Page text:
365 366 Day 287-288 – Saturday Oct 13th – Sunday Oct 14th



A bevy of hangers.


365 366 Day 285-286 – Thursday Oct 11th – Friday Oct 12th  


  
Two tin plates.  One I liked, one I didn’t.  The blue and white one was a favourite, but you know, tin plates – well, everything’s fine until you want to eat hot food. Oh – assuming you are as slovenly as I am and hardly ever eat sitting on a chair at a table but mostly curled up on a bed or a sofa with the plate in your hand or perched on the side of your knee.  I am not good at sitting up straight.  I had an Alexander Teacher for a short while when I was nineteen, principally out of curiosity; she said I had the laziest back she’d ever seen.

Wednesday, 10 October 2012

Stout


For a while, when I was about twenty years old, we lived in St Mary’s vicarage in Bishophill, just near Micklegate within the city walls in York (you can just see it - red brick house attached to the church, here).  We had a garden there, walled - one of the walls was the church.  We (my children’s father – though they were not yet born – and I) had the downstairs: three large rooms, a toilet, a long passage and  a kitchen.   We used the kitchen to fetch water, but we used all our grant money for the term (we were students, I an undergraduate reading English, he a graduate student teacher) to buy a woodstove with an oven, the flue of which we fixed into the fireplace.  Best thing we ever did, because it snowed and froze and froze hard and snowed white and whirling that winter, and every time I went out I had to wear all the clothes I had and a thick Nordic shawl wound round my head and shoulders.  But because we had the woodstove we were warm as toast indoors, and even had to have the door standing open to cool us down a bit!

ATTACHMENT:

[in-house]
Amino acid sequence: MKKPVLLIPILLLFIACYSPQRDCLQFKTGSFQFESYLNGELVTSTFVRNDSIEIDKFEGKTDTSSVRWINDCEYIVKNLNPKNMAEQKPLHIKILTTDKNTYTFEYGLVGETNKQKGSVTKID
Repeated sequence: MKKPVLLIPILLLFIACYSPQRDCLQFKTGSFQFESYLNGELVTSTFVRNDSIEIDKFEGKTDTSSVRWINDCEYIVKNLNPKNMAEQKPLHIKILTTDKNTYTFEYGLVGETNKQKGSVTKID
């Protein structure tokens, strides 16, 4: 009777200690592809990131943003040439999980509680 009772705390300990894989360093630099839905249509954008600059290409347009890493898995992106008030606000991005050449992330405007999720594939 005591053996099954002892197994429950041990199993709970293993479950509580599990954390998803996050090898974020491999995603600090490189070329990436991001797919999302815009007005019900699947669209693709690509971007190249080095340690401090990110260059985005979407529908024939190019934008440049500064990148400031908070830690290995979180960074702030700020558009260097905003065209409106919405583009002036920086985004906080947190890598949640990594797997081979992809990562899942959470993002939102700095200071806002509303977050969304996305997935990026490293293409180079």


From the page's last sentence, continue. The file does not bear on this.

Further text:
We had our bed in the same room, and a zinc bath to wash in; and in the corner, sectioned off by bales of hay we got from the farm out at Acaster Selby, where we’d lived in our caravan through the summer, our puppies were born.  I learned how to give birth by watching our little cross-bred bitch ride those waves and let the energy surge through her as child by child she brought those little ones through: Havoc (after the Shakespeare – “Cry havoc, and let slip the dogs of war”), Badger, Tiffany, Mary, and Harley Granville Barker II (the first was a Shakespeare critic).  I thought there were six.  Maybe I’m forgetting someone.

Anyway, they grew up in that room until we found them homes, sleeping in a box under the stove in that hard winter.  We kept Mary, and she was our family dog while our own children came to birth and grew.

When she grew old, Mary knew life was drawing to a close.  The summer she died, she savoured everything.  Every smell on every slow evening walk we had to stop for her to really appreciate, really enjoy.  I saw by how she really relished life that she would not be with us long.  We went camping in the country, and she came with us.  I never really knew a dog could have a holiday – but Mary did.  She delighted in the trees, the grass, the hedgerow, the sunshine and the open air.  She had a lovely time.  On our return we had to go elsewhere for a few days – I can’t remember where, but probably a Bible camp somewhere – and when we got back, we saw Mary was failing.  She had stayed with my children’s grandparents, and on our return we saw it was too late to move her; she was tired and old.  She stayed on a blanket in the glass lean-to on the back of their house, where the breeze could come to her over the heather that grew outside the door.  My father-in-law was with her when she died.  She had been lying quite still, unmoving for some hours.  Then she lifted her head to him, and licked his hand, wagged her tail one time, and she was gone.  Way to go, Mary.  She was a good dog.  :0)  Like Blue.